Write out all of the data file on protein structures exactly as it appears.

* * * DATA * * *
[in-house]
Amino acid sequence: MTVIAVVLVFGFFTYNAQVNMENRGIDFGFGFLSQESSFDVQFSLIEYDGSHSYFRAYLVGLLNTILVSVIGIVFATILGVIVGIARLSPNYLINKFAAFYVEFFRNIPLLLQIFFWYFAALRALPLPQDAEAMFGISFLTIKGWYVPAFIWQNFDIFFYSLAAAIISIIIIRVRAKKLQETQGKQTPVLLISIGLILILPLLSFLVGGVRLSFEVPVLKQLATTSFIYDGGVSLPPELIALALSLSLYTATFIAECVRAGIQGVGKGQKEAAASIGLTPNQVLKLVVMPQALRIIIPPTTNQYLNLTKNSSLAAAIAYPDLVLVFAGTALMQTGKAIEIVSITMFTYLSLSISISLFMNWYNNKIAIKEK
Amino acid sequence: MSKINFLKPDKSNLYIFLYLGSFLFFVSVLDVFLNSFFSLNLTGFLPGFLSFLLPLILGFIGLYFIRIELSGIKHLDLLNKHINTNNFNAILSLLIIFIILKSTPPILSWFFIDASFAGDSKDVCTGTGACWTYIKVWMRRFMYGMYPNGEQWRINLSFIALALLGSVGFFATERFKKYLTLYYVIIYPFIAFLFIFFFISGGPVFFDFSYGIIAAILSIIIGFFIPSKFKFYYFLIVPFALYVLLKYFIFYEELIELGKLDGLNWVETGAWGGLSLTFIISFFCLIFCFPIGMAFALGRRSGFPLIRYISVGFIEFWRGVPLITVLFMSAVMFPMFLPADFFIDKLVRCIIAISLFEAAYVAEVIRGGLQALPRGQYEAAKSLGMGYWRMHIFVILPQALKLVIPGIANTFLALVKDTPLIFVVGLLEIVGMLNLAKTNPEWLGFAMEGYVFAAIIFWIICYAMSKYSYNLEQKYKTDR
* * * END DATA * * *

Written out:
[in-house]
Amino acid sequence: MTVIAVVLVFGFFTYNAQVNMENRGIDFGFGFLSQESSFDVQFSLIEYDGSHSYFRAYLVGLLNTILVSVIGIVFATILGVIVGIARLSPNYLINKFAAFYVEFFRNIPLLLQIFFWYFAALRALPLPQDAEAMFGISFLTIKGWYVPAFIWQNFDIFFYSLAAAIISIIIIRVRAKKLQETQGKQTPVLLISIGLILILPLLSFLVGGVRLSFEVPVLKQLATTSFIYDGGVSLPPELIALALSLSLYTATFIAECVRAGIQGVGKGQKEAAASIGLTPNQVLKLVVMPQALRIIIPPTTNQYLNLTKNSSLAAAIAYPDLVLVFAGTALMQTGKAIEIVSITMFTYLSLSISISLFMNWYNNKIAIKEK
Amino acid sequence: MSKINFLKPDKSNLYIFLYLGSFLFFVSVLDVFLNSFFSLNLTGFLPGFLSFLLPLILGFIGLYFIRIELSGIKHLDLLNKHINTNNFNAILSLLIIFIILKSTPPILSWFFIDASFAGDSKDVCTGTGACWTYIKVWMRRFMYGMYPNGEQWRINLSFIALALLGSVGFFATERFKKYLTLYYVIIYPFIAFLFIFFFISGGPVFFDFSYGIIAAILSIIIGFFIPSKFKFYYFLIVPFALYVLLKYFIFYEELIELGKLDGLNWVETGAWGGLSLTFIISFFCLIFCFPIGMAFALGRRSGFPLIRYISVGFIEFWRGVPLITVLFMSAVMFPMFLPADFFIDKLVRCIIAISLFEAAYVAEVIRGGLQALPRGQYEAAKSLGMGYWRMHIFVILPQALKLVIPGIANTFLALVKDTPLIFVVGLLEIVGMLNLAKTNPEWLGFAMEGYVFAAIIFWIICYAMSKYSYNLEQKYKTDR